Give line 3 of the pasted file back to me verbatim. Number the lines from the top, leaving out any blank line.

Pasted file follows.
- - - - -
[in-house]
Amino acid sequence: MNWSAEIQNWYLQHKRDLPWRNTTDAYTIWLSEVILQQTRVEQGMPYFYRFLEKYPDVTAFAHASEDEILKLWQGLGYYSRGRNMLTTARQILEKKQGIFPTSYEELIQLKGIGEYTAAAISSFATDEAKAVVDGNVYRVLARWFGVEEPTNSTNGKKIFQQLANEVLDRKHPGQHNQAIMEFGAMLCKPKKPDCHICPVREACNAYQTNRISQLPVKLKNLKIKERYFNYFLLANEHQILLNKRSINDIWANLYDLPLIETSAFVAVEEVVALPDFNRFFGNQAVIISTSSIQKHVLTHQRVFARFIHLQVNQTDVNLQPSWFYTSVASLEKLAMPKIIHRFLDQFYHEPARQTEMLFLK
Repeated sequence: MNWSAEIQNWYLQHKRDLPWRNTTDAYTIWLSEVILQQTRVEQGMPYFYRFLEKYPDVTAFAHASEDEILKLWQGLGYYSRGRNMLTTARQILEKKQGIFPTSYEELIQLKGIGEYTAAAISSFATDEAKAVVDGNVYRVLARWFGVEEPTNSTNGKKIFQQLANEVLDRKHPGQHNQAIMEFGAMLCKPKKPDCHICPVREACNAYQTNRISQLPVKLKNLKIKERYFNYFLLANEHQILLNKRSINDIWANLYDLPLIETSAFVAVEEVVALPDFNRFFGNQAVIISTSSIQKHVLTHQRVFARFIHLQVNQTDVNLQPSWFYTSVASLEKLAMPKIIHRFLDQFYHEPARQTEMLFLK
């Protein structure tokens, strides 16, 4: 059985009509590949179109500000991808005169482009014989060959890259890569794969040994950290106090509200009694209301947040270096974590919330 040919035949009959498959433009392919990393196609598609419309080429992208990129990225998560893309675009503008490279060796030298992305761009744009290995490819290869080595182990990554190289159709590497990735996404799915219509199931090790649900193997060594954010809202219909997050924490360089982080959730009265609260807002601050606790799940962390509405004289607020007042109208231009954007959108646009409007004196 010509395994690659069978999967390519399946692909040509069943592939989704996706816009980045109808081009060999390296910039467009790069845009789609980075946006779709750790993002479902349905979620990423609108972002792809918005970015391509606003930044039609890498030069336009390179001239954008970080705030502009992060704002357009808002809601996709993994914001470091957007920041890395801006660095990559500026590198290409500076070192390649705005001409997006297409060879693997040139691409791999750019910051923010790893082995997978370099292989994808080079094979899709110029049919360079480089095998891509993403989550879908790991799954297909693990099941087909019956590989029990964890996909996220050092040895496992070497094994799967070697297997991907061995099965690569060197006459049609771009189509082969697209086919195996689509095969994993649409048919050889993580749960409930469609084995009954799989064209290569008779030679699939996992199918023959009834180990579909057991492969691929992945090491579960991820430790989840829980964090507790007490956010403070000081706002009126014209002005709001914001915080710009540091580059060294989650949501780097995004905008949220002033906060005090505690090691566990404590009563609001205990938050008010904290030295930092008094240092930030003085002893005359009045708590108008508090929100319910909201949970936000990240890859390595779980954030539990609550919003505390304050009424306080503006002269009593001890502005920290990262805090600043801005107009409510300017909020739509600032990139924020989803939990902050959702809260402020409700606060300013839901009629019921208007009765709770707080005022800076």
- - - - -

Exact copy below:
Repeated sequence: MNWSAEIQNWYLQHKRDLPWRNTTDAYTIWLSEVILQQTRVEQGMPYFYRFLEKYPDVTAFAHASEDEILKLWQGLGYYSRGRNMLTTARQILEKKQGIFPTSYEELIQLKGIGEYTAAAISSFATDEAKAVVDGNVYRVLARWFGVEEPTNSTNGKKIFQQLANEVLDRKHPGQHNQAIMEFGAMLCKPKKPDCHICPVREACNAYQTNRISQLPVKLKNLKIKERYFNYFLLANEHQILLNKRSINDIWANLYDLPLIETSAFVAVEEVVALPDFNRFFGNQAVIISTSSIQKHVLTHQRVFARFIHLQVNQTDVNLQPSWFYTSVASLEKLAMPKIIHRFLDQFYHEPARQTEMLFLK